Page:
Pope, a former Columbia med student, knew logically there’d be a learning curve to a new offense. But inside he seethed as his team looked out of control and there was nothing he could do. After a few early season losses, he sighed as he admitted, “We are going to steamroll our way through this turnover issue.”

“It goes against every instinct as a coach,” Brown said.

That made Brown’s next ask even harder: He wanted to keep the same core group around for another season. He would only add to the periphery, a strategy hinged on securing a commitment from Khalifa.

To Brown, Khalifa was the missing indigent to his finely tuned, analytically balanced, offensive concoction.

While Khalifa wouldn’t be feared athletically, he was the lynchpin that would space the floor, generate three after three and make his system whir to life. The quarterback he’d been missing.

Internally it still raised questions. Continuity is good, but staying on a bad course isn’t.

“If you have 100% continuity and you were a bad team last year, and then you’re just below average the next year, it doesn’t help,” Brown conceded.

But Brown trusted the numbers. He saw junior guard Jaxson Robinson and thought he could improve his offensive efficiency with better looks. He thought a 6-11 Noah Waterman could be the perfect three-and-d player for his run-and-gun system if he’d just buy into his role. Dallin Hall could be more effective if defenses weren’t collapsing down on him.

Khalifa could help with all of that, getting Robinson open threes and giving Hall room to work. It just needed a chance, Brown thought.

But even then, the strength of the Big 12 Conference loomed.

Brown worried.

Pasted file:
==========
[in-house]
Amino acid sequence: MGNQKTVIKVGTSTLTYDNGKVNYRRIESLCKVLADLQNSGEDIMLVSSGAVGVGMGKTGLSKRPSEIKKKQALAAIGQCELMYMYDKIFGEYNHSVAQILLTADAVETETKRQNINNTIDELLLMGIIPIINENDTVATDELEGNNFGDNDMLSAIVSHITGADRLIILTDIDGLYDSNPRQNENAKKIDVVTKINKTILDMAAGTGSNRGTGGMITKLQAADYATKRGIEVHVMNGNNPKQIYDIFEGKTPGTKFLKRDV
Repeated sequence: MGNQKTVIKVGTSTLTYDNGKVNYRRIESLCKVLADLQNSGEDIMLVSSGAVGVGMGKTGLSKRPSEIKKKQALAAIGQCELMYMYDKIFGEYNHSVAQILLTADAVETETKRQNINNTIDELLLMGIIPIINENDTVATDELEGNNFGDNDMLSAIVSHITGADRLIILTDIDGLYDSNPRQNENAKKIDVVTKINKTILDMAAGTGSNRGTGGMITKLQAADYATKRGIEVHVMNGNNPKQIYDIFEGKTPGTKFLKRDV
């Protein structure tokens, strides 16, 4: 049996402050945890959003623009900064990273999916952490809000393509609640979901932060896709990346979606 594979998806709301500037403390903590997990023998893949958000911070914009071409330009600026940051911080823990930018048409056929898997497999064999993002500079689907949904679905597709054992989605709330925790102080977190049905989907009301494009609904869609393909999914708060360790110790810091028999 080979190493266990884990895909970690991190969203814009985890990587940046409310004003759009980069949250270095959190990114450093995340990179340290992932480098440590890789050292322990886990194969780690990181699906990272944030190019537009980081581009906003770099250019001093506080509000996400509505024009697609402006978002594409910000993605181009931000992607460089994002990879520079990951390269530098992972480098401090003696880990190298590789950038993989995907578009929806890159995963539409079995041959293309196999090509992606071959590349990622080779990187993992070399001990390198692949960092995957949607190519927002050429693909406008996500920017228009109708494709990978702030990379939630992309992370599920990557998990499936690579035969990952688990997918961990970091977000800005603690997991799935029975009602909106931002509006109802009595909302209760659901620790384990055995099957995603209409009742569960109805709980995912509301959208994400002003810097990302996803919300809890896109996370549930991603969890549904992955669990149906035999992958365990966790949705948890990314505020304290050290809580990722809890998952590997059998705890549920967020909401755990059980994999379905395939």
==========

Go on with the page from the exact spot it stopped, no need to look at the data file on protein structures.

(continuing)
“Just don’t finish at the bottom,” he said.

The sign of life

A trip to Trieste, Italy, first eased Brown’s concerns. Pope recommitted himself to Brown’s numbers game, telling his team he wanted to hoist 35 3-point tries a night.

It was extreme, sure, but that was how BYU was going to win in the Big 12: on the variances, on finding an edge in a niche, like shooting and making more 3-pointers than anyone else.

In the second game on their international tour, playing the top-division Serie A team Pallacanestro Trieste, Robinson was the best player on the floor. He had 26 points, six steals, four rebounds and two assists. BYU scored 84 points.

“Jaxson hit two or three 30-footers,” forward Spencer Johnson said. “Just played really, really well. And I think everyone could see at that point that all the work was paying off.”

(Rick Egan | The Salt Lake Tribune) Brigham Young Cougars guard Jaxson Robinson (2) is guarded by Texas Longhorns guard Chendall Weaver (2), in basketball action between the Brigham Young Cougars and the Texas Longhorns, at the Marriott Center, on Saturday, Jan. 27, 2024.

This was without Khalifa as he came back from the knee injury. Brown imagined the offense with the big man on the floor.

The analyst returned to the United States with confidence, but he wanted to add one more weapon.